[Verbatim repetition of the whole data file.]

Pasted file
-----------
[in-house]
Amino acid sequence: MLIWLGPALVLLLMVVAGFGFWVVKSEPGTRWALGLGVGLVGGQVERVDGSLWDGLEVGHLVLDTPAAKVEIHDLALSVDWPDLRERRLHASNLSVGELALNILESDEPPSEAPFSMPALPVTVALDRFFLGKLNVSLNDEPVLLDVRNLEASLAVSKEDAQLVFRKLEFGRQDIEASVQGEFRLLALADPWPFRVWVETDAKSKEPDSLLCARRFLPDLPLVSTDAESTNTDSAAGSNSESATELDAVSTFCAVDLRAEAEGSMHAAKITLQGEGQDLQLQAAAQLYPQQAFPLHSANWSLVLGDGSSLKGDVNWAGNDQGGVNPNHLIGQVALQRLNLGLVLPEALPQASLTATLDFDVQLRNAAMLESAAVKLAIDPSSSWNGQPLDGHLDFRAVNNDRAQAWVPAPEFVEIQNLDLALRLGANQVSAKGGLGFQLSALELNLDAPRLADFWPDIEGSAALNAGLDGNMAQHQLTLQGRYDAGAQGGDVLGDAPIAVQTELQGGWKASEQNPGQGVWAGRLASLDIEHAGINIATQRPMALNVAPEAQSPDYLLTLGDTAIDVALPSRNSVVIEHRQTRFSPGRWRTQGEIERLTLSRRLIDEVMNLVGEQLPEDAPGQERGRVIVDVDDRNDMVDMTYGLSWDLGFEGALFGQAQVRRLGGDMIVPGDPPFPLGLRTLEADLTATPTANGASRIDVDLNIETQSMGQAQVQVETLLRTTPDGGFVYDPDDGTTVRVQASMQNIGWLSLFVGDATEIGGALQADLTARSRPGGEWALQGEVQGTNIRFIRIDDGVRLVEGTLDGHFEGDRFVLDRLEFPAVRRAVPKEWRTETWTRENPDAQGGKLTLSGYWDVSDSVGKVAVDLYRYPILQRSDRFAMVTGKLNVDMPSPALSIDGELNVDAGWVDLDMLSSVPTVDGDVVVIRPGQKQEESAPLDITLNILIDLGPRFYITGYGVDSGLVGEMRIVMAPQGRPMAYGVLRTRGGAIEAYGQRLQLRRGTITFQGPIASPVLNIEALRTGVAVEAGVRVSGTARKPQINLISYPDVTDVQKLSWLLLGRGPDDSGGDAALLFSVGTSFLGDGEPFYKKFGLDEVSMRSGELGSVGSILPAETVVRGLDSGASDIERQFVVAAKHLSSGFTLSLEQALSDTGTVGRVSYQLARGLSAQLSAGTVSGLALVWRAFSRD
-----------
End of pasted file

[in-house]
Amino acid sequence: MLIWLGPALVLLLMVVAGFGFWVVKSEPGTRWALGLGVGLVGGQVERVDGSLWDGLEVGHLVLDTPAAKVEIHDLALSVDWPDLRERRLHASNLSVGELALNILESDEPPSEAPFSMPALPVTVALDRFFLGKLNVSLNDEPVLLDVRNLEASLAVSKEDAQLVFRKLEFGRQDIEASVQGEFRLLALADPWPFRVWVETDAKSKEPDSLLCARRFLPDLPLVSTDAESTNTDSAAGSNSESATELDAVSTFCAVDLRAEAEGSMHAAKITLQGEGQDLQLQAAAQLYPQQAFPLHSANWSLVLGDGSSLKGDVNWAGNDQGGVNPNHLIGQVALQRLNLGLVLPEALPQASLTATLDFDVQLRNAAMLESAAVKLAIDPSSSWNGQPLDGHLDFRAVNNDRAQAWVPAPEFVEIQNLDLALRLGANQVSAKGGLGFQLSALELNLDAPRLADFWPDIEGSAALNAGLDGNMAQHQLTLQGRYDAGAQGGDVLGDAPIAVQTELQGGWKASEQNPGQGVWAGRLASLDIEHAGINIATQRPMALNVAPEAQSPDYLLTLGDTAIDVALPSRNSVVIEHRQTRFSPGRWRTQGEIERLTLSRRLIDEVMNLVGEQLPEDAPGQERGRVIVDVDDRNDMVDMTYGLSWDLGFEGALFGQAQVRRLGGDMIVPGDPPFPLGLRTLEADLTATPTANGASRIDVDLNIETQSMGQAQVQVETLLRTTPDGGFVYDPDDGTTVRVQASMQNIGWLSLFVGDATEIGGALQADLTARSRPGGEWALQGEVQGTNIRFIRIDDGVRLVEGTLDGHFEGDRFVLDRLEFPAVRRAVPKEWRTETWTRENPDAQGGKLTLSGYWDVSDSVGKVAVDLYRYPILQRSDRFAMVTGKLNVDMPSPALSIDGELNVDAGWVDLDMLSSVPTVDGDVVVIRPGQKQEESAPLDITLNILIDLGPRFYITGYGVDSGLVGEMRIVMAPQGRPMAYGVLRTRGGAIEAYGQRLQLRRGTITFQGPIASPVLNIEALRTGVAVEAGVRVSGTARKPQINLISYPDVTDVQKLSWLLLGRGPDDSGGDAALLFSVGTSFLGDGEPFYKKFGLDEVSMRSGELGSVGSILPAETVVRGLDSGASDIERQFVVAAKHLSSGFTLSLEQALSDTGTVGRVSYQLARGLSAQLSAGTVSGLALVWRAFSRD